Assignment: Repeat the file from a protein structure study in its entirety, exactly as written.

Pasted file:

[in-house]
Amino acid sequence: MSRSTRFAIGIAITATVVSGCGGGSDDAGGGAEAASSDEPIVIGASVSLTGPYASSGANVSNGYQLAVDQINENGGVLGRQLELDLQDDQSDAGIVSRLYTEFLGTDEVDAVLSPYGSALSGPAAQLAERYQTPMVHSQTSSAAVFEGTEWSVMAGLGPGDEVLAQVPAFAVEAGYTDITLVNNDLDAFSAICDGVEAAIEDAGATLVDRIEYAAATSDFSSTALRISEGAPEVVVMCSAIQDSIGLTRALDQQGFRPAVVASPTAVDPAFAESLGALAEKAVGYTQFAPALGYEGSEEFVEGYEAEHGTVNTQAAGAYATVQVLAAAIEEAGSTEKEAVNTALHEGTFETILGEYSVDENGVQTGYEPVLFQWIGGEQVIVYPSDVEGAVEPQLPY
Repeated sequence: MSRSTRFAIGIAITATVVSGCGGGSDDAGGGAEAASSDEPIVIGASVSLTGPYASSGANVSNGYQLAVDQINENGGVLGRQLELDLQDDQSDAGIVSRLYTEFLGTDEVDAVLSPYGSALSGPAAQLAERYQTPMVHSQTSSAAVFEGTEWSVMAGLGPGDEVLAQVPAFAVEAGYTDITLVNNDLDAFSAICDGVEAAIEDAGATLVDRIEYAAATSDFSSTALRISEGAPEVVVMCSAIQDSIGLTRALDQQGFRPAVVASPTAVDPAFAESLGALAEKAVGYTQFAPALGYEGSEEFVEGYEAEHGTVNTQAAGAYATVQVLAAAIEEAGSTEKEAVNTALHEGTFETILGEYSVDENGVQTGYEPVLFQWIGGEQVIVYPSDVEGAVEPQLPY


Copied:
[in-house]
Amino acid sequence: MSRSTRFAIGIAITATVVSGCGGGSDDAGGGAEAASSDEPIVIGASVSLTGPYASSGANVSNGYQLAVDQINENGGVLGRQLELDLQDDQSDAGIVSRLYTEFLGTDEVDAVLSPYGSALSGPAAQLAERYQTPMVHSQTSSAAVFEGTEWSVMAGLGPGDEVLAQVPAFAVEAGYTDITLVNNDLDAFSAICDGVEAAIEDAGATLVDRIEYAAATSDFSSTALRISEGAPEVVVMCSAIQDSIGLTRALDQQGFRPAVVASPTAVDPAFAESLGALAEKAVGYTQFAPALGYEGSEEFVEGYEAEHGTVNTQAAGAYATVQVLAAAIEEAGSTEKEAVNTALHEGTFETILGEYSVDENGVQTGYEPVLFQWIGGEQVIVYPSDVEGAVEPQLPY
Repeated sequence: MSRSTRFAIGIAITATVVSGCGGGSDDAGGGAEAASSDEPIVIGASVSLTGPYASSGANVSNGYQLAVDQINENGGVLGRQLELDLQDDQSDAGIVSRLYTEFLGTDEVDAVLSPYGSALSGPAAQLAERYQTPMVHSQTSSAAVFEGTEWSVMAGLGPGDEVLAQVPAFAVEAGYTDITLVNNDLDAFSAICDGVEAAIEDAGATLVDRIEYAAATSDFSSTALRISEGAPEVVVMCSAIQDSIGLTRALDQQGFRPAVVASPTAVDPAFAESLGALAEKAVGYTQFAPALGYEGSEEFVEGYEAEHGTVNTQAAGAYATVQVLAAAIEEAGSTEKEAVNTALHEGTFETILGEYSVDENGVQTGYEPVLFQWIGGEQVIVYPSDVEGAVEPQLPY